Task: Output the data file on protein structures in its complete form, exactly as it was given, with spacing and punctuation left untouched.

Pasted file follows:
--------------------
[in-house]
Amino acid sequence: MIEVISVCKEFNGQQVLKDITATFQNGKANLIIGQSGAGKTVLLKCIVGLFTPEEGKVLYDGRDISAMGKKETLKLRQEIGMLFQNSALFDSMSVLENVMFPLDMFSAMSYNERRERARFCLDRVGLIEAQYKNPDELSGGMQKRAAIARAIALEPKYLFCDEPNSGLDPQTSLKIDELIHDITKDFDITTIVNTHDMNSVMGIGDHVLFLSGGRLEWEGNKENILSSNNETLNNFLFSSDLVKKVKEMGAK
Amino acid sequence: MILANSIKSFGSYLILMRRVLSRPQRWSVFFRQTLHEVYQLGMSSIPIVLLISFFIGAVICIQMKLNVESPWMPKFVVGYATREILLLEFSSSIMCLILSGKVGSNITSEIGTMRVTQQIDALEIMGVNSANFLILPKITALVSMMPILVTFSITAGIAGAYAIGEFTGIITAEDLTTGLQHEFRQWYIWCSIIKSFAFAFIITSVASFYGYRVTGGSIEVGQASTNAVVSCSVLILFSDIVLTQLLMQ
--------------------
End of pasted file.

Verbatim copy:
[in-house]
Amino acid sequence: MIEVISVCKEFNGQQVLKDITATFQNGKANLIIGQSGAGKTVLLKCIVGLFTPEEGKVLYDGRDISAMGKKETLKLRQEIGMLFQNSALFDSMSVLENVMFPLDMFSAMSYNERRERARFCLDRVGLIEAQYKNPDELSGGMQKRAAIARAIALEPKYLFCDEPNSGLDPQTSLKIDELIHDITKDFDITTIVNTHDMNSVMGIGDHVLFLSGGRLEWEGNKENILSSNNETLNNFLFSSDLVKKVKEMGAK
Amino acid sequence: MILANSIKSFGSYLILMRRVLSRPQRWSVFFRQTLHEVYQLGMSSIPIVLLISFFIGAVICIQMKLNVESPWMPKFVVGYATREILLLEFSSSIMCLILSGKVGSNITSEIGTMRVTQQIDALEIMGVNSANFLILPKITALVSMMPILVTFSITAGIAGAYAIGEFTGIITAEDLTTGLQHEFRQWYIWCSIIKSFAFAFIITSVASFYGYRVTGGSIEVGQASTNAVVSCSVLILFSDIVLTQLLMQ